The research, published in the Journal of Alzheimer’s Disease, says the “THC, the main active ingredient in marijuana, could be a potential therapeutic treatment option for Alzheimer’s disease through multiple functions and pathways.”
More than 5 million Americans have Alzheimer’s. One in 3 seniors will die from the disease or some other dementia.
Chuanhai Cao and other researchers at the University of Southern Florida and Thomas Jefferson University set out to investigate the therapeutic qualities of THC as an effective drug to slow or halt the progression of Alzheimer’s. According to the study, the results were positive. THC lowers certain markers of the disease in research cells, and “enhances” the function of the cell’s energy factories.
Results revealed that THC administered in extremely low doses can reduce the creation of amyloid beta in the body, which is typically found in soluble form in most elderly brains, and also helps to prevent abnormal levels of this protein accumulating — a process that is considered to be a pathological hallmark that is evident in the early stages of memory loss associated with the disease. THC given in low concentrations was also found to selectively enhance mitochondrial function — a critical step needed to supply energy, transmit signals, and overall maintain healthy brain function.
“THC is known to be a potent antioxidant with neuroprotective properties, but this is the first report that the compound directly affects Alzheimer’s pathology by decreasing amyloid beta levels, inhibiting its aggregation, and enhancing mitochondrial function,” stated study lead author Cao.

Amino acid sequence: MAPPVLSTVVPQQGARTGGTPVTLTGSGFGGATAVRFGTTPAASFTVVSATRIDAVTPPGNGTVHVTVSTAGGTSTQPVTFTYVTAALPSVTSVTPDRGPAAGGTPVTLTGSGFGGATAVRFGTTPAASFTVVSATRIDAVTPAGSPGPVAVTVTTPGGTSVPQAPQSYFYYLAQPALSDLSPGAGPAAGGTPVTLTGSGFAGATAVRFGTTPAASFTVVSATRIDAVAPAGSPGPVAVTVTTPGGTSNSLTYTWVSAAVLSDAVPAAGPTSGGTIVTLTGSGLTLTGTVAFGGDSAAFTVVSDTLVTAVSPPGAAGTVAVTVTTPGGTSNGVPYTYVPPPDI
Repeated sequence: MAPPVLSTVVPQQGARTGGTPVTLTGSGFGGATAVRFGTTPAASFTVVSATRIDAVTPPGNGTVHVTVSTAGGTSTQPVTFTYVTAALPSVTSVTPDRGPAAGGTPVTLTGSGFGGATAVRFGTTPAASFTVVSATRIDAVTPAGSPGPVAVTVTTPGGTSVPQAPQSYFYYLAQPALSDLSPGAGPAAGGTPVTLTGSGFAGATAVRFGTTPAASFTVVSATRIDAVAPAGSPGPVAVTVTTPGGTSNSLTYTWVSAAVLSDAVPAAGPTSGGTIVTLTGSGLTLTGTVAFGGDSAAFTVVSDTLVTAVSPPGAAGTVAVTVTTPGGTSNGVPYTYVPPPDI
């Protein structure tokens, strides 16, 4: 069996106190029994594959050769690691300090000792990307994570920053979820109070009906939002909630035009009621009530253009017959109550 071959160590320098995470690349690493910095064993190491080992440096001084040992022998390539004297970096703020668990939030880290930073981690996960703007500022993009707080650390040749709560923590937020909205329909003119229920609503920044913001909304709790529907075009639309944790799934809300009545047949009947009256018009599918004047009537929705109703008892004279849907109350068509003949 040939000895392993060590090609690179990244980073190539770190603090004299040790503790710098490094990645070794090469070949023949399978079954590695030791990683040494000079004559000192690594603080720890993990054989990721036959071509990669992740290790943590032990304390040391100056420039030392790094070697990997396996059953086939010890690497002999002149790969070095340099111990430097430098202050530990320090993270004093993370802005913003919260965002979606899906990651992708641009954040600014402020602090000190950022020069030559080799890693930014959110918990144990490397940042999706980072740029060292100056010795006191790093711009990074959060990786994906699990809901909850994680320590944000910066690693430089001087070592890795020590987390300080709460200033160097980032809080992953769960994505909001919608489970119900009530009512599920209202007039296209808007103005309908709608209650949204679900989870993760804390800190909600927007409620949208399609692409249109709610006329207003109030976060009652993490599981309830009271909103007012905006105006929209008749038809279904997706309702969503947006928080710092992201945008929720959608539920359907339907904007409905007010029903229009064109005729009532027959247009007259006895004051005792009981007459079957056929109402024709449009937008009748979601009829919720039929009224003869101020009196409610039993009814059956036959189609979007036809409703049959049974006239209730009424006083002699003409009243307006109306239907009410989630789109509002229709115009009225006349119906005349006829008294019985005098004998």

“The dose and target population are critically important for any drug, so careful monitoring and control of drug levels in the blood and system are very important for therapeutic use, especially for a compound such as THC,” Dr. Cao said.
The researchers point out that at the low doses studied, the therapeutic benefits of THC appear to prevail over the associated risks of THC toxicity and memory impairment.
Other research in the same journal indicates THC boosts the body’s ability to fight the disease. Some neuroscientists even believe that smoking marijuana in early adulthood may prevent the onset of Alzheimer’s later in life.
Since California’s passage Proposition 215, it is “legal for patients and their designated primary caregivers to possess and cultivate marijuana for their personal medical use given the recommendation or approval of a California-licensed physician.
Patients can get information about California’s Medical Marijuana Program on the Department of Public Health’s website.
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